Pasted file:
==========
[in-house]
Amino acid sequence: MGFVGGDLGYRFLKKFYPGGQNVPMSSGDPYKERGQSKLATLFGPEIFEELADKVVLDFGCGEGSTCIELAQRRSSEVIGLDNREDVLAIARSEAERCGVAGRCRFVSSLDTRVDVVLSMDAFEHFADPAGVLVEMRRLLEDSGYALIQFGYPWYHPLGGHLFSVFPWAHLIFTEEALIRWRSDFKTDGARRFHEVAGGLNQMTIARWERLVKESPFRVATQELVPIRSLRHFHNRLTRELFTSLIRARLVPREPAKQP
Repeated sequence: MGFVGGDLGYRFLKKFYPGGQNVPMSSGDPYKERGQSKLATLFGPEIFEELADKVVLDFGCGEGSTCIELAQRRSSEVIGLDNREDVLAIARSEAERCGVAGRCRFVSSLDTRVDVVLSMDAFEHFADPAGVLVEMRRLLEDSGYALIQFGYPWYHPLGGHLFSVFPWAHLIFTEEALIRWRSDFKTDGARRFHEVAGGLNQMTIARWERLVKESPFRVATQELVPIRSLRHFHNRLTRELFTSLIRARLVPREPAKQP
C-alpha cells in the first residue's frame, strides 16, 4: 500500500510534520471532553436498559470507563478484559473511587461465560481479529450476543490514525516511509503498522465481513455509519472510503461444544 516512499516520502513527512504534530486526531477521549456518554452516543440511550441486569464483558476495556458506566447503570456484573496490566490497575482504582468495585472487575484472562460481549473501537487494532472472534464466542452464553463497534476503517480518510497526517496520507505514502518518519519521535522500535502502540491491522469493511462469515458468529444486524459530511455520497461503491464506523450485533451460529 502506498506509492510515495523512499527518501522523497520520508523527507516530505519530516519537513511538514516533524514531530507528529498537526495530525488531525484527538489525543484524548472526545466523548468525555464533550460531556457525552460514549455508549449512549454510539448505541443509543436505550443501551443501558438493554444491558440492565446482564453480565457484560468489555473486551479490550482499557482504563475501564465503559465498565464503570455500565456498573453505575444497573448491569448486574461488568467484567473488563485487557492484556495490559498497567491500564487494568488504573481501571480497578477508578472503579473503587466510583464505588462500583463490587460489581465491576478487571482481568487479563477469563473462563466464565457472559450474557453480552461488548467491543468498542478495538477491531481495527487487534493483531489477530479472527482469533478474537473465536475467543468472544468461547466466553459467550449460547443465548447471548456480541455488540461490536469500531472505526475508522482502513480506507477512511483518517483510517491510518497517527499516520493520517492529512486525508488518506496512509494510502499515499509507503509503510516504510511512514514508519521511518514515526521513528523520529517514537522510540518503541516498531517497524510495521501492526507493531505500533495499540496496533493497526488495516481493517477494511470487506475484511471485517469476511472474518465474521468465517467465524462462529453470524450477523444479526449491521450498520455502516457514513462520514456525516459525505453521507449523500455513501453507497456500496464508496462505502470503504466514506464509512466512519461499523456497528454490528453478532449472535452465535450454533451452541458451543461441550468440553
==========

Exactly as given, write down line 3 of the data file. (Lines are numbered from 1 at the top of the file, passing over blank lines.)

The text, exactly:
Repeated sequence: MGFVGGDLGYRFLKKFYPGGQNVPMSSGDPYKERGQSKLATLFGPEIFEELADKVVLDFGCGEGSTCIELAQRRSSEVIGLDNREDVLAIARSEAERCGVAGRCRFVSSLDTRVDVVLSMDAFEHFADPAGVLVEMRRLLEDSGYALIQFGYPWYHPLGGHLFSVFPWAHLIFTEEALIRWRSDFKTDGARRFHEVAGGLNQMTIARWERLVKESPFRVATQELVPIRSLRHFHNRLTRELFTSLIRARLVPREPAKQP